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Taiwan's nuclear power plants

Taiwan -- Citing a Wall Street Journal (WSJ) report, a Taiwanese scholar yesterday described the country's four nuclear power plants as "hazardous," urging caution on the part of the government in the pursuit of its nuclear policy.However, Taipower, the country's state-run power monopoly, disputed the allegation, saying the plants can withstand magnitude-7.0 or above earthquakes.

The world has 14 nuclear power plants on high-activity faults, each operating a number of reactors, and all of them are found in Japan and Taiwan, said Chan Chang-chuan, a professor with National Taiwan University's College of Public Health, citing an article in the March 21 issue of the WSJ.

Furthermore, 15 out of the 34 reactors face the double hazards of earthquakes and tsunamis, including the four operated by two of Taiwan's three existing nuclear power plants.
According to Chan, the three existing nuclear plants and a fourth, the one now under construction, are located in earthquake-prone regions near the sea to facilitate the transportation of nuclear fuel and construction materials.

Furthermore, in the event of nuclear crises, water can be easily pumped from the sea and dumped on the stricken plants to cool them down, he added.
This makes Taiwan's nuclear power plants even closer to the sea than most nuclear power plants in Japan and, as such, even more vulnerable to tsunamis than the Japanese facilities, said the NTU scholar, noting that the tsunami that devastated Japan's Fukushima Dai-ichi Nuclear Power Plant reached more than 3 km inland.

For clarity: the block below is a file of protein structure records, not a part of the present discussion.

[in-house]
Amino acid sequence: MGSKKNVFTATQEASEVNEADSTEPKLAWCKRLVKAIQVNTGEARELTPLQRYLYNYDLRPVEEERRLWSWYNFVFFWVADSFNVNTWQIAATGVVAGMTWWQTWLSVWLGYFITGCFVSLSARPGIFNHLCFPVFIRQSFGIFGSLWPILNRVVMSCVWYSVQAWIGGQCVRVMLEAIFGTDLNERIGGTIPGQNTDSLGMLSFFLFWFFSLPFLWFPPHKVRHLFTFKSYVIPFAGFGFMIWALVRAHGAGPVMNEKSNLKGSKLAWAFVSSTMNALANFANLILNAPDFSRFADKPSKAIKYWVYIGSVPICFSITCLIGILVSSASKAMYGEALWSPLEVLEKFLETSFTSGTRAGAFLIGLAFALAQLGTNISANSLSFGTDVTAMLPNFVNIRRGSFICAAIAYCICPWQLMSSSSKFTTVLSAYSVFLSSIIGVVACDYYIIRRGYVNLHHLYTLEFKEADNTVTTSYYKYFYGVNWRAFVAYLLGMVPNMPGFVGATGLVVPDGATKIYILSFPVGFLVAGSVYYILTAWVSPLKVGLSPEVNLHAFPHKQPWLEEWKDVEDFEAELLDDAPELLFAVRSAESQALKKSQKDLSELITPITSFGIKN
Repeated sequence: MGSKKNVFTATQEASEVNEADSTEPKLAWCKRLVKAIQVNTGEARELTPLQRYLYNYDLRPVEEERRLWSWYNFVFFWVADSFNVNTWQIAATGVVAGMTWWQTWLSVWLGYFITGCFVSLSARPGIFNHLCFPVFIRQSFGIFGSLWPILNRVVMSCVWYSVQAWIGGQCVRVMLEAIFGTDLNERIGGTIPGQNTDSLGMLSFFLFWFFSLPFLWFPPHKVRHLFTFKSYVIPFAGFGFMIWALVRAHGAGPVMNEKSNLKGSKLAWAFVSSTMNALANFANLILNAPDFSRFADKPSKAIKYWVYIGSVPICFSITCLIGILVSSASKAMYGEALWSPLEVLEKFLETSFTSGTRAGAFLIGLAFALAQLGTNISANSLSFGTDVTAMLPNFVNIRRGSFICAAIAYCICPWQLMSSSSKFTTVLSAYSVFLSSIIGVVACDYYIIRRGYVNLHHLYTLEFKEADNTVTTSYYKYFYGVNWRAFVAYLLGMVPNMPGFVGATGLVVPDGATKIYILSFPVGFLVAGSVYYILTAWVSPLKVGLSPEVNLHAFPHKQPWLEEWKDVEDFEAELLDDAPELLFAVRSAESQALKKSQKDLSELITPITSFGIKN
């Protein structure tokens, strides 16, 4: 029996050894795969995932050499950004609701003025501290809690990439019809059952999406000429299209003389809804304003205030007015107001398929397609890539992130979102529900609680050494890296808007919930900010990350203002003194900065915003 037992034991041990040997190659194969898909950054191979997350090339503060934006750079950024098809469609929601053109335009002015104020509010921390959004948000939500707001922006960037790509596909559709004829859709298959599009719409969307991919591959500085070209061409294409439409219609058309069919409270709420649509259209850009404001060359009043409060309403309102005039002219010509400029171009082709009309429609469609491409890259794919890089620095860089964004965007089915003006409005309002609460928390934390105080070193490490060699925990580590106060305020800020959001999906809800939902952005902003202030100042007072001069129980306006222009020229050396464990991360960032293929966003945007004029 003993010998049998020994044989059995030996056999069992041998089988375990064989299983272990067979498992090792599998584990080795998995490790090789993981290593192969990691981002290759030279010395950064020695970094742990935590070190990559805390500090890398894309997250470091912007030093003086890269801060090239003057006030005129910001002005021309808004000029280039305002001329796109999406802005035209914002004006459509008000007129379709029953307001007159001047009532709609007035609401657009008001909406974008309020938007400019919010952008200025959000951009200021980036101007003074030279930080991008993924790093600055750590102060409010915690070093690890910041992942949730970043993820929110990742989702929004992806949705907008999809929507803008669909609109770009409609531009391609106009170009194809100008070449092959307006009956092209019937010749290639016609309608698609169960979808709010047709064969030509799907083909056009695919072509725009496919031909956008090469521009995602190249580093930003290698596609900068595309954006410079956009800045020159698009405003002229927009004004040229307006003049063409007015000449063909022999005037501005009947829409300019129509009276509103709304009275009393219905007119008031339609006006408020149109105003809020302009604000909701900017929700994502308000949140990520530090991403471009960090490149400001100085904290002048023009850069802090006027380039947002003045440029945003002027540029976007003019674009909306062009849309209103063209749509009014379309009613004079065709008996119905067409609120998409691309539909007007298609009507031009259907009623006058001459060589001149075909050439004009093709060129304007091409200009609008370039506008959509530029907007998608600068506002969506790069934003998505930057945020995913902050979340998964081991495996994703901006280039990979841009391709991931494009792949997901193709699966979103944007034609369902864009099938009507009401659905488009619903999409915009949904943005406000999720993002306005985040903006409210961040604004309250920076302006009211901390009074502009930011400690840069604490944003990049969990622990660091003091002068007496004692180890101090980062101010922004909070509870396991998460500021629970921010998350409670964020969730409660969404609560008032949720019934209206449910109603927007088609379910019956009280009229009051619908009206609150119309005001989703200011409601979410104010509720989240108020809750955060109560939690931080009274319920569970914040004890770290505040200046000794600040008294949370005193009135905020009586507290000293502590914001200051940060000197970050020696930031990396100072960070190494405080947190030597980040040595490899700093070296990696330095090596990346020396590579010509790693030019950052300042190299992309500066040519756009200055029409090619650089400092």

According to Taipower, the sites of the country's nuclear power plants have been chosen after consulting American laws and regulations, and the main facilities of the plants are all built on relatively stable rock masses, and with materials capable of withstanding earthquakes higher than magnitude-7.0.
Citing meteorological records, the company said it had taken the possible magnitude of tsunamis into consideration and conducted geological and other studies in the areas before designing the nuclear power plants.

The question of the plants' locations on high-activity faults has been referred to experts for in-depth studies in light of new evidence and events, Taipower said

Chan did not recommend shutting down the three existing nuclear facilities, saying such a move could lead to unemployment.
As for the question of whether or not to go ahead with the construction of the fourth nuclear plant, he said it must be left to the discretion of the Ministry of Economic Affairs, adding the government must "stop, watch, and listen" when pursuing its nuclear energy policy.

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